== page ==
Zastava said it exported a gun with that serial number to Delray Beach, Florida-based Century Arms in 2013. According to the U.S. Bureau of Alcohol, Tobacco, Firearms and Explosives, the gun was received by Century and eventually sent to a federal firearms licensee in the United States and purchased by an individual in February 2014. In March of this year it was recovered at a crime scene in Mexico and is still in the custody of Mexican officials, ATF said.
Serbian authorities declined to provide any additional details this week on the advisory cited by Zastava or what it was based on. Interpol said it could not provide additional material because it only acts as a clearinghouse for information among police agencies. Interpol said it would defer to the information from the Bureau of Alcohol, Tobacco, Firearms and Explosives on the case.
By JOVANA GEC and DUSAN STOJANOVIC
Dec. 18, 2015 2:15 PM EST
find this story at 18 December 2015
© 2015 Associated Press
One Major Paris Mystery: What Happened to the Shooters in the Black Car?
December 23, 2015
Many accounts of the investigation into Friday’s Paris terror attacks have described seven attackers who are known to be dead and one suspect, Salah Abdeslam, who’s known to be alive. Those eight individuals constitute the three suicide bombers who attacked the Stade de France area, three who attacked the Bataclan theater, one who blew himself up in a café near the center of the city, and the still-missing Abdeslam, whose role is unclear. But the individuals responsible for the machine-gun attacks on bars and restaurants in Paris’ city center in which more than 30 people were killed have not been identified, while a breaking report from the AP says authorities are now seeking a “second fugitive” who was directly involved in the attacks. From the wire service:
Three French officials told The Associated Press on Tuesday that an analysis of the attacks showed that one person directly involved in them was unaccounted for. The officials, who spoke on condition of anonymity because they were not authorized to provide details about the ongoing investigation, said the second fugitive has not been identified.
The shooting attacks in the city center were reportedly carried out by gunmen traveling in a black SEAT León car at four restaurants/bars in three different locations: First at the Petit Cambodge restaurant and nearby Carillon bar, then at a pizzeria called Casa Nostra, then at a bar called Belle Équipe. A black SEAT León with three Kalashnikov rifles inside was then found abandoned early Sunday morning in the Paris suburb of Montreuil.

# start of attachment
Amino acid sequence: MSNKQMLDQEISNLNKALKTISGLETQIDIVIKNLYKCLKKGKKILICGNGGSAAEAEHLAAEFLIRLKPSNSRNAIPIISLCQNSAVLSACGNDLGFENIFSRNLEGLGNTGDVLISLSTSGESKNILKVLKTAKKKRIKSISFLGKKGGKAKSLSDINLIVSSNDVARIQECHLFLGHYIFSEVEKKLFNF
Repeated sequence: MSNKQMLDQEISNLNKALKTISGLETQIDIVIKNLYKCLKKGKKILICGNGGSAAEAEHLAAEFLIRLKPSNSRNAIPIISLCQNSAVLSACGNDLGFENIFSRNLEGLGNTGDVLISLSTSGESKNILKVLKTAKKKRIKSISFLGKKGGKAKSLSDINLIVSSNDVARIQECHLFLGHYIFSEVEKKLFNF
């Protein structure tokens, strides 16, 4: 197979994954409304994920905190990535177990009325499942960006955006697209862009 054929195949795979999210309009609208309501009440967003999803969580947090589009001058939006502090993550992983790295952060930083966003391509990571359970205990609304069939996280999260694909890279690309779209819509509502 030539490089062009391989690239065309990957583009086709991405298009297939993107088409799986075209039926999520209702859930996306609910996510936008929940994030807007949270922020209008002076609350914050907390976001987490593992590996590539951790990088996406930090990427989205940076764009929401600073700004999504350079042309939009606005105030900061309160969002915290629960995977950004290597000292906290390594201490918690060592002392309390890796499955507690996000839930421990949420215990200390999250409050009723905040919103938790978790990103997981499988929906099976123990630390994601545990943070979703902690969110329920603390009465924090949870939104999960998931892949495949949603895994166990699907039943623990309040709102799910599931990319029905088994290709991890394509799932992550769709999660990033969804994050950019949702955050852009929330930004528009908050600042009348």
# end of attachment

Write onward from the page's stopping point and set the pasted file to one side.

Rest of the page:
Who were the gunmen traveling in that car and where are they now? One of the men could have been Ibrahim Abdeslam, Salah’s brother, who blew himself up at a café called Comptoir Voltaire near the other shooting sites after the shootings had already taken place. Salah Abdeslam, meanwhile, was apparently stopped on Saturday near the Belgian border in a car with two other men but wasn’t detained because the officers who stopped him didn’t realize or hadn’t been told that he was a suspect. (Abdeslam’s two companions have since been found and arrested, but he’s still missing.) It seems possible that the pair of brothers and the AP’s “second fugitive” had something to do with the restaurant shootings and that Salah Abdeslam could have ditched the SEAT León before fleeing for Belgium. But four days after dozens were killed at Petit Cambodge, Carillon, Casa Nostra, and Belle Équipe, we still don’t know for sure who was responsible for killing them and whether those attackers are still at large.
By Ben Mathis-Lilley
NOV. 17 2015 1:23 PM
Find this story at 17 November 2015
© 2015 The Slate Group LLC.
Opération Sentinelle: la ligne Maginot de la sécurité intérieure
December 23, 2015
Les terroristes ont contourné les militaires, qui souhaitaient faire évoluer leur dispositif pour le rendre moins statique. Mais le gouvernement ne voulait pas alors donner l’impression de baisser la garde dans la protection des écoles, juives notamment.
A la suite des attentats du début de l’année, l’opération Sentinelle a été déclenchée le 12 janvier. Mobilisant d’abord 10000 hommes, elle devait s’inscrire dans la durée avec 7000 hommes chargés de la protection d’environ 800 sites sensibles, dont près de la moitié en région parisienne. Suite aux attaques de vendredi, l’Elysée a annoncé l’arrivée de 3000 hommes en renfort.
Comme la Ligne Maginot en 1940, le dispositif militaire de sécurité intérieure a été contourné par l’ennemi. Les terroristes n’ont pas attaqué les sites protégés par l’opération Sentinelle, en particulier ceux de la communauté juive, mais ils ont porté le feu ailleurs. Là où il n’y avait pas de militaires. A cet égard, le Bataclan est un nouveau Sedan.
Les attaques du vendredi 13 soulignent l’impossibilité d’assurer la protection des Français, désormais tous menacés, grâce au déploiement de l’armée dans les rues. L’Elysée peut bien annoncer l’arrivée de 3000 hommes en renfort, qui s’ajouteront aux 7000 déjà engagés, le problème reste entier : quel rôle l’armée peut-elle jouer dans la sécurité intérieure ?
Depuis des mois, ce sujet fait l’objet de discussions entre les responsables gouvernementaux et militaires. Les attentats de Paris vont les relancer, voire les amplifier, parce que la question de l’efficacité du dispositif se pose désormais de manière criante.